-- A federal district court in Virginia ordered a school board to let a 16-year-old transgender teen use the boys restroom, according to the American Civil Liberties Union.
Gloucester High School student Gavin Grimm filed a lawsuit against the Gloucester County School Board, alleging that its policy that requires transgender students to either use a restroom that corresponds with their biological gender or a private, single-stall is illegal.
“I am elated to hear that I'll be able to attend my senior year of high school with my full rights restored,” Grimm said. “After nearly two years of humiliation and intense struggle, equality has finally prevailed. Now hopefully other transgender people will not have to face this type of discrimination.”
ABC News could not immediately reach the Gloucester County School Board for comment.
Grimm was born female but identifies as male. He was allowed to use the boys' restroom at Gloucester High School in 2014 for several weeks after informing the school about his transition and receiving permission from the school principal, he said.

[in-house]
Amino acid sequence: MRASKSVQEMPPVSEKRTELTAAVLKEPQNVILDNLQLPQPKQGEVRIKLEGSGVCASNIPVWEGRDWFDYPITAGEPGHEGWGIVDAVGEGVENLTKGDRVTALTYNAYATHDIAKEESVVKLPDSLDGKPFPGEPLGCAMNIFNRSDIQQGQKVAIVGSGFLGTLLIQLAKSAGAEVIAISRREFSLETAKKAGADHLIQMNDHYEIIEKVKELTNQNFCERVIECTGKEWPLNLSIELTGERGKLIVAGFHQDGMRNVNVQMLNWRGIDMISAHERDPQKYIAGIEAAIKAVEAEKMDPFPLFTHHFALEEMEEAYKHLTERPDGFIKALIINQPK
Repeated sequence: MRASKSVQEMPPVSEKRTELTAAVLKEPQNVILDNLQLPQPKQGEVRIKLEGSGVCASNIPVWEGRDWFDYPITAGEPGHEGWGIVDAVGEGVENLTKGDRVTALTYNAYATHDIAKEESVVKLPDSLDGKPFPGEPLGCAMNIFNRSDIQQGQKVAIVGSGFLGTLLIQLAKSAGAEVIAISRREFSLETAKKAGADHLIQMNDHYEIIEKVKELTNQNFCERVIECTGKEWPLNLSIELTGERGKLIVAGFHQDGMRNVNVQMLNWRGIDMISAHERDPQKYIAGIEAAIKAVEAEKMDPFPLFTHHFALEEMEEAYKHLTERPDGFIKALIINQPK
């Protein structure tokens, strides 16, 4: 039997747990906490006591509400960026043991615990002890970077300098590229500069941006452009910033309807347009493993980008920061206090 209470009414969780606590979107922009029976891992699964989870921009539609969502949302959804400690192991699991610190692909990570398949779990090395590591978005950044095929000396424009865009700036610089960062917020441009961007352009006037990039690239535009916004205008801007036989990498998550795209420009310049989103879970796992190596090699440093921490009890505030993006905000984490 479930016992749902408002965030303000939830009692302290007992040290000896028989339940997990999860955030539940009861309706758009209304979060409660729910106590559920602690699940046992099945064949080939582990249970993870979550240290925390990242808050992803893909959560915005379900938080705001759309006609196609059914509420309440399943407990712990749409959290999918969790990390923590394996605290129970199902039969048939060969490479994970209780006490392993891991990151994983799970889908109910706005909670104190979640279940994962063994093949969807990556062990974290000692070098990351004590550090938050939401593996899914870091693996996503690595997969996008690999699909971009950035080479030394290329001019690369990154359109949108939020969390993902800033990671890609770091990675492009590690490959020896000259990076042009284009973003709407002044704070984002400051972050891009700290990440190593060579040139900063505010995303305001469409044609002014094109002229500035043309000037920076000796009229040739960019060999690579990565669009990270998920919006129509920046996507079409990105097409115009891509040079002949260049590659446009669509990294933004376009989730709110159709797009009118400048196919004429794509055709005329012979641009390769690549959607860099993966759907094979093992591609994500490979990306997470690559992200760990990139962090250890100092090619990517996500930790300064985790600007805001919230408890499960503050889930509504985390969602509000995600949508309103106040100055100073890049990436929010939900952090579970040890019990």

After some parents complained, the school board adopted a policy in December of that year requiring students to use either the restroom that corresponds with their biological gender or a private single-stall. The school board voted 6-1 in favor of the new policy, according to the public meeting minutes posted online.
Grimm told ABC News he had been adhering to the school board's policy at school, but called the situation "stressful and humiliating" in a June 2015 interview.
“We are thrilled that Gavin finally has equal access to his school restrooms and will no longer experience the stigmatizing and unfair treatment imposed on him by the Gloucester School Board’s discriminatory restroom policy,” said Gail Deady, The Secular Society women’s rights legal fellow at the ACLU of Virginia.